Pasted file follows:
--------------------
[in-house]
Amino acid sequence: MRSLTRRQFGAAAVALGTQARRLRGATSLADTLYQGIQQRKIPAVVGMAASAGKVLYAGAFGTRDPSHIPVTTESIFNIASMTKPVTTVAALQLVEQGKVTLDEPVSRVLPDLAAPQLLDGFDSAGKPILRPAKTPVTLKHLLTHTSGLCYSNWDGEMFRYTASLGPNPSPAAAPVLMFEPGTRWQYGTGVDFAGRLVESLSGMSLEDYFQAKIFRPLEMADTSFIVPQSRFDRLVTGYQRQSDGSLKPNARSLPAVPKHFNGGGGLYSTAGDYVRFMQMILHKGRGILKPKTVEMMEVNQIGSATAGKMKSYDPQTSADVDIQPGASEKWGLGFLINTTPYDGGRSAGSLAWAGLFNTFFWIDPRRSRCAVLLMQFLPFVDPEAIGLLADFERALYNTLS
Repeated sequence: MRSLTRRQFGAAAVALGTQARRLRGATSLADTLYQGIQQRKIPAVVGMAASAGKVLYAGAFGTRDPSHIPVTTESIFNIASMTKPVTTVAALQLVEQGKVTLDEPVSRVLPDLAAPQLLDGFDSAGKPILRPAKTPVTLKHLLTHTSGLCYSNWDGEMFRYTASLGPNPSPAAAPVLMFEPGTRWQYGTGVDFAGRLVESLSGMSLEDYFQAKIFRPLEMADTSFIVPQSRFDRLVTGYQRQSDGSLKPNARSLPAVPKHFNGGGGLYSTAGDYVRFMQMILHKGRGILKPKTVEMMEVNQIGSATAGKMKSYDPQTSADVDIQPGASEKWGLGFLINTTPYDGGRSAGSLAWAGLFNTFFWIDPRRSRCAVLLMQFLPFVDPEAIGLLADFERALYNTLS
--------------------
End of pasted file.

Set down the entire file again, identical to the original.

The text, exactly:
[in-house]
Amino acid sequence: MRSLTRRQFGAAAVALGTQARRLRGATSLADTLYQGIQQRKIPAVVGMAASAGKVLYAGAFGTRDPSHIPVTTESIFNIASMTKPVTTVAALQLVEQGKVTLDEPVSRVLPDLAAPQLLDGFDSAGKPILRPAKTPVTLKHLLTHTSGLCYSNWDGEMFRYTASLGPNPSPAAAPVLMFEPGTRWQYGTGVDFAGRLVESLSGMSLEDYFQAKIFRPLEMADTSFIVPQSRFDRLVTGYQRQSDGSLKPNARSLPAVPKHFNGGGGLYSTAGDYVRFMQMILHKGRGILKPKTVEMMEVNQIGSATAGKMKSYDPQTSADVDIQPGASEKWGLGFLINTTPYDGGRSAGSLAWAGLFNTFFWIDPRRSRCAVLLMQFLPFVDPEAIGLLADFERALYNTLS
Repeated sequence: MRSLTRRQFGAAAVALGTQARRLRGATSLADTLYQGIQQRKIPAVVGMAASAGKVLYAGAFGTRDPSHIPVTTESIFNIASMTKPVTTVAALQLVEQGKVTLDEPVSRVLPDLAAPQLLDGFDSAGKPILRPAKTPVTLKHLLTHTSGLCYSNWDGEMFRYTASLGPNPSPAAAPVLMFEPGTRWQYGTGVDFAGRLVESLSGMSLEDYFQAKIFRPLEMADTSFIVPQSRFDRLVTGYQRQSDGSLKPNARSLPAVPKHFNGGGGLYSTAGDYVRFMQMILHKGRGILKPKTVEMMEVNQIGSATAGKMKSYDPQTSADVDIQPGASEKWGLGFLINTTPYDGGRSAGSLAWAGLFNTFFWIDPRRSRCAVLLMQFLPFVDPEAIGLLADFERALYNTLS